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Google, Yahoo! and Amazon sued over email patent

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The biggest names on the internet have been sued by a patent holding company which claims the firms are violating its rights by automatically routing email messages.

Google, Amazon, Borders, Yahoo!, AOL and Ask.com owner IAC have been named in the suit, filed by Polaris in the famously patent owner-friendly jurisdiction of the Eastern District of Texas.

The patent in question, US patent number 6,411,947, covers the automatic interpretation and answering or forwarding of an email message.

The patent filing says that it covers: "a method for automatically interpreting an electronic message, including the steps of (a) receiving the electronic message from a source; (b) interpreting the electronic message using a rule base and case base knowledge engine; and (c) classifying the electronic message as at least one of (i) being able to be responded to automatically; and (ii) requiring assistance from a human operator."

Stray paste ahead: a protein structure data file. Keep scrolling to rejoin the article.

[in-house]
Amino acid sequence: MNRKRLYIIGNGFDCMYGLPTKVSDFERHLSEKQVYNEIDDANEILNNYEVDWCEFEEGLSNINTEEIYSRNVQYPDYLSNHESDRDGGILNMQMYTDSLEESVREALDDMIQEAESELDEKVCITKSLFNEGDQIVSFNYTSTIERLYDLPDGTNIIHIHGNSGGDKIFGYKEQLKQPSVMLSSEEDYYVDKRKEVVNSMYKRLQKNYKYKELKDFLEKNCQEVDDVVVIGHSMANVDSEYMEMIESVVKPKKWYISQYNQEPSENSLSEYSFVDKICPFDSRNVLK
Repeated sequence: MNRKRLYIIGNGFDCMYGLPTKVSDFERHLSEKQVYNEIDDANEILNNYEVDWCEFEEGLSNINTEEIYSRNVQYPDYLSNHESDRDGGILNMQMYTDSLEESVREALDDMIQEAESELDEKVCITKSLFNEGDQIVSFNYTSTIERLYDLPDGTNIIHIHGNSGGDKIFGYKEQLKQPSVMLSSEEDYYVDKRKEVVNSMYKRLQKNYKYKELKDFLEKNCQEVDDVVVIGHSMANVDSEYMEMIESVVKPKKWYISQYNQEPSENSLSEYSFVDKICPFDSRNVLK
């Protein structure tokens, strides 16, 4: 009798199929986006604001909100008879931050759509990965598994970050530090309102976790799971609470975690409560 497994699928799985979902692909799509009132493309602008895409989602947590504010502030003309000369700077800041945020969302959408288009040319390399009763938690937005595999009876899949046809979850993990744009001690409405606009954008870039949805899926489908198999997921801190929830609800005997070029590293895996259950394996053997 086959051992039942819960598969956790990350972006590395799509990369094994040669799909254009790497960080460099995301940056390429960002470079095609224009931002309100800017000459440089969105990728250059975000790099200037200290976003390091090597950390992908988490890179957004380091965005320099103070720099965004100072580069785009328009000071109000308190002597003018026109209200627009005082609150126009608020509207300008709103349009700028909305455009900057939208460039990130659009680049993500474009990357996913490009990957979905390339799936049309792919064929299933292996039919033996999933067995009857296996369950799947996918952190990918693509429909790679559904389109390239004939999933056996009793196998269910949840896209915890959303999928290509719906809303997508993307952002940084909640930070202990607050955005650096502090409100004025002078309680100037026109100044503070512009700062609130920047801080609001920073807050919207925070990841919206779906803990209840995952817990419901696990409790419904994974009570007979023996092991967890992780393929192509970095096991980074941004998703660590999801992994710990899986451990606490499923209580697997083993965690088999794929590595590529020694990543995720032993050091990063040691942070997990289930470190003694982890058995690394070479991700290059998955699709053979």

"The method for automatically interpreting an electronic message may also include the step of retrieving one or more predetermined responses corresponding to the interpretation of the electronic message from a repository for automatic delivery to the source," it said.

Polaris's claim does not make specific allegations about exactly how the patent is violated. It says of Google, for example, that it violates the patent by operating "methods and systems...implementing various websites (including, but not limited to www.google.com) that comprise interpreting electronic messages with rule base and case base knowledge engines as covered by one or more claims of the ‘947 Patent. Defendant Google is thus liable for infringement of the ‘947 Patent".

The Eastern District of Texas is renowned as a court friendly to the interests of patent-holding litigants. According to some observers, though, the courts there are beginning to take a more critical view of patent cases.

Copyright © 2007, OUT-LAW.com

OUT-LAW.COM is part of international law firm Pinsent Masons.

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